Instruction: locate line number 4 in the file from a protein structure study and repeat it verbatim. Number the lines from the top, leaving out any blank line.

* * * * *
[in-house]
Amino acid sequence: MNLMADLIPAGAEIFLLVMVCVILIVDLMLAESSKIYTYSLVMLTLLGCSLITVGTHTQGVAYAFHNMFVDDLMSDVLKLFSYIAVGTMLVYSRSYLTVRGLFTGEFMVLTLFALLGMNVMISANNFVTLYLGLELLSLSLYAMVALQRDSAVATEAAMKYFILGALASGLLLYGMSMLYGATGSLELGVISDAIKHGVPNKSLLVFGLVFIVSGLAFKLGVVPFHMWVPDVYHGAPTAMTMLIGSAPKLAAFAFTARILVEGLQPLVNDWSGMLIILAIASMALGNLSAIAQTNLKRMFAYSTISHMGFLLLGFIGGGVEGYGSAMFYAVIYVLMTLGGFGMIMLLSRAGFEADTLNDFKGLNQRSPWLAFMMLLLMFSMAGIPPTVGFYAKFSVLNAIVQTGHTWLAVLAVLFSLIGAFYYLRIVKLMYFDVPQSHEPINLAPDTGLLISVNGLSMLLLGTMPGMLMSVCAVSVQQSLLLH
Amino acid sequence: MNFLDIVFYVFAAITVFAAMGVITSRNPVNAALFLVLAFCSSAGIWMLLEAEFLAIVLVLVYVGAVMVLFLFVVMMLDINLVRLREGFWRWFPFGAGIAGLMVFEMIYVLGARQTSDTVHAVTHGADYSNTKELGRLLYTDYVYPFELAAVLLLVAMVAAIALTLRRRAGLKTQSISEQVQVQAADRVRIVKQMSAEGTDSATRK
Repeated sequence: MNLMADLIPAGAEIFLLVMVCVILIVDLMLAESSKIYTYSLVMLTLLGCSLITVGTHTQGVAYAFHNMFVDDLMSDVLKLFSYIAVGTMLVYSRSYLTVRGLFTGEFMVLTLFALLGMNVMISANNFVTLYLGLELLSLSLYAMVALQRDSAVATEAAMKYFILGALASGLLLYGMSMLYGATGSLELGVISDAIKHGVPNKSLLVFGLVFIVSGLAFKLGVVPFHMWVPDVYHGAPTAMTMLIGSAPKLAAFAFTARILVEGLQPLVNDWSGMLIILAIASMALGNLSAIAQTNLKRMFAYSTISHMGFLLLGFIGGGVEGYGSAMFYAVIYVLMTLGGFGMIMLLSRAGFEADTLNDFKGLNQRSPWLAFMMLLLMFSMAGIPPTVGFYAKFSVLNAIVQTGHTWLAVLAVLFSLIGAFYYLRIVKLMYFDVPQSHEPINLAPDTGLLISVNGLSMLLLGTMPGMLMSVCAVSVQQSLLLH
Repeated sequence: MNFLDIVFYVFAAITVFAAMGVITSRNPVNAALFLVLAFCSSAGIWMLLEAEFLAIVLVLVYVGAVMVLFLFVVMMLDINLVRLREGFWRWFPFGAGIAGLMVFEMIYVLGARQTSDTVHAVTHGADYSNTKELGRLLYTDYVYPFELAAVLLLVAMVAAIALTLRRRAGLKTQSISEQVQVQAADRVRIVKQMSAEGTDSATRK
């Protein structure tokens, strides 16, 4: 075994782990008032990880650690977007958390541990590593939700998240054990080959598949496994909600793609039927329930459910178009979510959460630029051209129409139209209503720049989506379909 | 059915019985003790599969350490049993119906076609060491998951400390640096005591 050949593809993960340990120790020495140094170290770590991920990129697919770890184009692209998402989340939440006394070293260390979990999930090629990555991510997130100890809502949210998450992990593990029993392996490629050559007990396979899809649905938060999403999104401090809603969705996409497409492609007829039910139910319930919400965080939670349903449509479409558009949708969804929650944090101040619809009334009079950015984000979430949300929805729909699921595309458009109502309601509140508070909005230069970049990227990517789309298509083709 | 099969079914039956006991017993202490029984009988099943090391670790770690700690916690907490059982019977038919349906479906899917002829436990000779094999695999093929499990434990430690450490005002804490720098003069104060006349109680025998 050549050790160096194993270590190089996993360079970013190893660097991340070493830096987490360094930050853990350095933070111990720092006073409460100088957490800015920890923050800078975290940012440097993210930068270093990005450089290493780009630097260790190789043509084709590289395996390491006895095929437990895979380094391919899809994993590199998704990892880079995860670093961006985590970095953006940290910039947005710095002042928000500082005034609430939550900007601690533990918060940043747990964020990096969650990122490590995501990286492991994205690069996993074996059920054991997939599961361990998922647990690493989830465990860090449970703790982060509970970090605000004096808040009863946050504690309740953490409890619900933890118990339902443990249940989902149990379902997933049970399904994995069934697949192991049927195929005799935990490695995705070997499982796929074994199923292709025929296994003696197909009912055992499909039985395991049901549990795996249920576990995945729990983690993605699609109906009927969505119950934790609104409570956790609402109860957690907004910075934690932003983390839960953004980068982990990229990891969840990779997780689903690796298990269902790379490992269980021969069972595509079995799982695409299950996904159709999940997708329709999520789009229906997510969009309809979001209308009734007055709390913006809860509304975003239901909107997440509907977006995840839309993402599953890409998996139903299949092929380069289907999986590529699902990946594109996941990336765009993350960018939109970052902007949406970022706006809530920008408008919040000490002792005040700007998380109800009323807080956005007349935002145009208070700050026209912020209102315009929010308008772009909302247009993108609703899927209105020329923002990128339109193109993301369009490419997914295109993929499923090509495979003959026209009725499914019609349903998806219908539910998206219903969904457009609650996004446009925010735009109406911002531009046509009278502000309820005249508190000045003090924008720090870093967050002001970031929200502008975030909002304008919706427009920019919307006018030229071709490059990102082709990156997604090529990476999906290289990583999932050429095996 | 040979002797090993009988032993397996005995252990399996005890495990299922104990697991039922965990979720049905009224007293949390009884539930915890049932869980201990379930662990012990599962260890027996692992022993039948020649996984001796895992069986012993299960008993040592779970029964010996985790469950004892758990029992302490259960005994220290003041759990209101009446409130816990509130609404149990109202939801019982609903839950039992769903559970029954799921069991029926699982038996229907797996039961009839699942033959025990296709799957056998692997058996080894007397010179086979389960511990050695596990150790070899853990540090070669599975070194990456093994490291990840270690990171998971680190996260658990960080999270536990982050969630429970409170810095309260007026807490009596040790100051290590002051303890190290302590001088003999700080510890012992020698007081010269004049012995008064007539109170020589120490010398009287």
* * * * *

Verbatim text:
Repeated sequence: MNLMADLIPAGAEIFLLVMVCVILIVDLMLAESSKIYTYSLVMLTLLGCSLITVGTHTQGVAYAFHNMFVDDLMSDVLKLFSYIAVGTMLVYSRSYLTVRGLFTGEFMVLTLFALLGMNVMISANNFVTLYLGLELLSLSLYAMVALQRDSAVATEAAMKYFILGALASGLLLYGMSMLYGATGSLELGVISDAIKHGVPNKSLLVFGLVFIVSGLAFKLGVVPFHMWVPDVYHGAPTAMTMLIGSAPKLAAFAFTARILVEGLQPLVNDWSGMLIILAIASMALGNLSAIAQTNLKRMFAYSTISHMGFLLLGFIGGGVEGYGSAMFYAVIYVLMTLGGFGMIMLLSRAGFEADTLNDFKGLNQRSPWLAFMMLLLMFSMAGIPPTVGFYAKFSVLNAIVQTGHTWLAVLAVLFSLIGAFYYLRIVKLMYFDVPQSHEPINLAPDTGLLISVNGLSMLLLGTMPGMLMSVCAVSVQQSLLLH